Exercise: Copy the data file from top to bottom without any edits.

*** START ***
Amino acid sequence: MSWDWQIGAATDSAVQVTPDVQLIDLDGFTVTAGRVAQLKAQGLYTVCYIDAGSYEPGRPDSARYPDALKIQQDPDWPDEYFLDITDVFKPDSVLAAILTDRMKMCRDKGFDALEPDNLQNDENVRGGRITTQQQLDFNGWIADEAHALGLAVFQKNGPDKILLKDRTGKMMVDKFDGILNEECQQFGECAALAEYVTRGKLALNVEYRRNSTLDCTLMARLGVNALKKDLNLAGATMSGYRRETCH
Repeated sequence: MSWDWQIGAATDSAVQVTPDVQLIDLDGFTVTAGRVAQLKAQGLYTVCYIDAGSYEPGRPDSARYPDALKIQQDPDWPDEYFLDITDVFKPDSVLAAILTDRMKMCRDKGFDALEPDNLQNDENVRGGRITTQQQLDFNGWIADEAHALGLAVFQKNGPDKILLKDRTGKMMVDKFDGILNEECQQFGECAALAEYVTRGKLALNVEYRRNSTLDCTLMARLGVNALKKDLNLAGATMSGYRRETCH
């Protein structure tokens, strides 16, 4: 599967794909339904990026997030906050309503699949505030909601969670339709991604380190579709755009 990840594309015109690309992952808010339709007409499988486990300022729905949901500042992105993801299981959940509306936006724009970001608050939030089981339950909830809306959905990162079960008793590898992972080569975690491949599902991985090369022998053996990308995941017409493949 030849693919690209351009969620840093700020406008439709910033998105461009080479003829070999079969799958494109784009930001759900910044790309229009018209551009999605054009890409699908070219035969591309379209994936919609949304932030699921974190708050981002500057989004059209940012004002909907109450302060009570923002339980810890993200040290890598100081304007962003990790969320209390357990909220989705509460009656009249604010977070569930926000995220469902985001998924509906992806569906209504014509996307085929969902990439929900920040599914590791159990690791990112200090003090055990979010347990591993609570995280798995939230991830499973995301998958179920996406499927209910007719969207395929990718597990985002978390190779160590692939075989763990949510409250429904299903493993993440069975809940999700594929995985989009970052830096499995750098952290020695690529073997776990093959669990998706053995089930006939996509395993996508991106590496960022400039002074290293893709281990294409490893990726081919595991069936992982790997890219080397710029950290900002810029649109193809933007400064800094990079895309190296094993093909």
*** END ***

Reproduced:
Amino acid sequence: MSWDWQIGAATDSAVQVTPDVQLIDLDGFTVTAGRVAQLKAQGLYTVCYIDAGSYEPGRPDSARYPDALKIQQDPDWPDEYFLDITDVFKPDSVLAAILTDRMKMCRDKGFDALEPDNLQNDENVRGGRITTQQQLDFNGWIADEAHALGLAVFQKNGPDKILLKDRTGKMMVDKFDGILNEECQQFGECAALAEYVTRGKLALNVEYRRNSTLDCTLMARLGVNALKKDLNLAGATMSGYRRETCH
Repeated sequence: MSWDWQIGAATDSAVQVTPDVQLIDLDGFTVTAGRVAQLKAQGLYTVCYIDAGSYEPGRPDSARYPDALKIQQDPDWPDEYFLDITDVFKPDSVLAAILTDRMKMCRDKGFDALEPDNLQNDENVRGGRITTQQQLDFNGWIADEAHALGLAVFQKNGPDKILLKDRTGKMMVDKFDGILNEECQQFGECAALAEYVTRGKLALNVEYRRNSTLDCTLMARLGVNALKKDLNLAGATMSGYRRETCH
């Protein structure tokens, strides 16, 4: 599967794909339904990026997030906050309503699949505030909601969670339709991604380190579709755009 990840594309015109690309992952808010339709007409499988486990300022729905949901500042992105993801299981959940509306936006724009970001608050939030089981339950909830809306959905990162079960008793590898992972080569975690491949599902991985090369022998053996990308995941017409493949 030849693919690209351009969620840093700020406008439709910033998105461009080479003829070999079969799958494109784009930001759900910044790309229009018209551009999605054009890409699908070219035969591309379209994936919609949304932030699921974190708050981002500057989004059209940012004002909907109450302060009570923002339980810890993200040290890598100081304007962003990790969320209390357990909220989705509460009656009249604010977070569930926000995220469902985001998924509906992806569906209504014509996307085929969902990439929900920040599914590791159990690791990112200090003090055990979010347990591993609570995280798995939230991830499973995301998958179920996406499927209910007719969207395929990718597990985002978390190779160590692939075989763990949510409250429904299903493993993440069975809940999700594929995985989009970052830096499995750098952290020695690529073997776990093959669990998706053995089930006939996509395993996508991106590496960022400039002074290293893709281990294409490893990726081919595991069936992982790997890219080397710029950290900002810029649109193809933007400064800094990079895309190296094993093909």